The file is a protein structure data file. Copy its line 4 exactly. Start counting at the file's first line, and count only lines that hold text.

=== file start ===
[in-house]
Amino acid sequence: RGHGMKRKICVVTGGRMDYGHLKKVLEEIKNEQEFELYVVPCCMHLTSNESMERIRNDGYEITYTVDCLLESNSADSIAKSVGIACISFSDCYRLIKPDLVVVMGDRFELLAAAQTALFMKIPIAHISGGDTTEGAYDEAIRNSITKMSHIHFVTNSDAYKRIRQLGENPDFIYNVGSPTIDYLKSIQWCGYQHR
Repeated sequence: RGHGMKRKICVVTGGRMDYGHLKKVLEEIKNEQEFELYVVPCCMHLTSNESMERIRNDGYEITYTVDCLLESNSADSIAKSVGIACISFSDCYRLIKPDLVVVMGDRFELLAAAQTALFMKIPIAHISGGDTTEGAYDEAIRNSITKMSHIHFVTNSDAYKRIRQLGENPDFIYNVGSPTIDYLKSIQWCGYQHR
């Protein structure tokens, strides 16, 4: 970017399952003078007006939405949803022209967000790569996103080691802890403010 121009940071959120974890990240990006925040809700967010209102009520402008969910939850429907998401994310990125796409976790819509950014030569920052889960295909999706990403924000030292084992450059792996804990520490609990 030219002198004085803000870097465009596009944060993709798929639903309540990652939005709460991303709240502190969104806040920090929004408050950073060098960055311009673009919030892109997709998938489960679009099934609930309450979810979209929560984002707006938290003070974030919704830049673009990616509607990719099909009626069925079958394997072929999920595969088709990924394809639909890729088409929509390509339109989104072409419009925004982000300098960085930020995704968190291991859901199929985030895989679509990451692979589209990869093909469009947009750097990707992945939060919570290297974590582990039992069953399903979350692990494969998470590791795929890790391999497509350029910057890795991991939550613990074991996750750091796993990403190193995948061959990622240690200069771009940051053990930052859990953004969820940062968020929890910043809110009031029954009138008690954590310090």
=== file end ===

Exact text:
């Protein structure tokens, strides 16, 4: 970017399952003078007006939405949803022209967000790569996103080691802890403010 121009940071959120974890990240990006925040809700967010209102009520402008969910939850429907998401994310990125796409976790819509950014030569920052889960295909999706990403924000030292084992450059792996804990520490609990 030219002198004085803000870097465009596009944060993709798929639903309540990652939005709460991303709240502190969104806040920090929004408050950073060098960055311009673009919030892109997709998938489960679009099934609930309450979810979209929560984002707006938290003070974030919704830049673009990616509607990719099909009626069925079958394997072929999920595969088709990924394809639909890729088409929509390509339109989104072409419009925004982000300098960085930020995704968190291991859901199929985030895989679509990451692979589209990869093909469009947009750097990707992945939060919570290297974590582990039992069953399903979350692990494969998470590791795929890790391999497509350029910057890795991991939550613990074991996750750091796993990403190193995948061959990622240690200069771009940051053990930052859990953004969820940062968020929890910043809110009031029954009138008690954590310090």